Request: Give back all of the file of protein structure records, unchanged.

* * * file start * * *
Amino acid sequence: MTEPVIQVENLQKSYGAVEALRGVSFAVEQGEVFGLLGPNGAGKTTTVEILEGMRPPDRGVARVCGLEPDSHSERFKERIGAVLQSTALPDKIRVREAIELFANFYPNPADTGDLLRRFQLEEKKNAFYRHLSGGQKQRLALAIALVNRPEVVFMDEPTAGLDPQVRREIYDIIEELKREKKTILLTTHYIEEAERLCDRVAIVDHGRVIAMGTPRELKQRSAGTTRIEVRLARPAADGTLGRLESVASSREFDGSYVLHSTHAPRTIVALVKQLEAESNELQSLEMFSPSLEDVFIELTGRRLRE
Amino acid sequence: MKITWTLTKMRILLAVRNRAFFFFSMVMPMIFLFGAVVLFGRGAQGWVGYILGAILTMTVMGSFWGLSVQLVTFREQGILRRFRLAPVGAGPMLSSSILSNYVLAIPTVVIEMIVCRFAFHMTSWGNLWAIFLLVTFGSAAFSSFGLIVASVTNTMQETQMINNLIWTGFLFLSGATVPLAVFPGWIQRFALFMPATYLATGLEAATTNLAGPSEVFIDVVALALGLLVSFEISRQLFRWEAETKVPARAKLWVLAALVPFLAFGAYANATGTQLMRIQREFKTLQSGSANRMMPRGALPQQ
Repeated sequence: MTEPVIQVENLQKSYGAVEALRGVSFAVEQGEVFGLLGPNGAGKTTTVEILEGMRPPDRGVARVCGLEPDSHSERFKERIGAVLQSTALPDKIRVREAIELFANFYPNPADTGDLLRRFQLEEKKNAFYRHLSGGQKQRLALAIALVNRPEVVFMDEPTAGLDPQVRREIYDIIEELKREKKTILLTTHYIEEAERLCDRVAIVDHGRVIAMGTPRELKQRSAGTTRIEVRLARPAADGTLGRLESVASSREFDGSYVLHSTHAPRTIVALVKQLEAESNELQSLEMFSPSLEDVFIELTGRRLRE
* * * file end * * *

Amino acid sequence: MTEPVIQVENLQKSYGAVEALRGVSFAVEQGEVFGLLGPNGAGKTTTVEILEGMRPPDRGVARVCGLEPDSHSERFKERIGAVLQSTALPDKIRVREAIELFANFYPNPADTGDLLRRFQLEEKKNAFYRHLSGGQKQRLALAIALVNRPEVVFMDEPTAGLDPQVRREIYDIIEELKREKKTILLTTHYIEEAERLCDRVAIVDHGRVIAMGTPRELKQRSAGTTRIEVRLARPAADGTLGRLESVASSREFDGSYVLHSTHAPRTIVALVKQLEAESNELQSLEMFSPSLEDVFIELTGRRLRE
Amino acid sequence: MKITWTLTKMRILLAVRNRAFFFFSMVMPMIFLFGAVVLFGRGAQGWVGYILGAILTMTVMGSFWGLSVQLVTFREQGILRRFRLAPVGAGPMLSSSILSNYVLAIPTVVIEMIVCRFAFHMTSWGNLWAIFLLVTFGSAAFSSFGLIVASVTNTMQETQMINNLIWTGFLFLSGATVPLAVFPGWIQRFALFMPATYLATGLEAATTNLAGPSEVFIDVVALALGLLVSFEISRQLFRWEAETKVPARAKLWVLAALVPFLAFGAYANATGTQLMRIQREFKTLQSGSANRMMPRGALPQQ
Repeated sequence: MTEPVIQVENLQKSYGAVEALRGVSFAVEQGEVFGLLGPNGAGKTTTVEILEGMRPPDRGVARVCGLEPDSHSERFKERIGAVLQSTALPDKIRVREAIELFANFYPNPADTGDLLRRFQLEEKKNAFYRHLSGGQKQRLALAIALVNRPEVVFMDEPTAGLDPQVRREIYDIIEELKREKKTILLTTHYIEEAERLCDRVAIVDHGRVIAMGTPRELKQRSAGTTRIEVRLARPAADGTLGRLESVASSREFDGSYVLHSTHAPRTIVALVKQLEAESNELQSLEMFSPSLEDVFIELTGRRLRE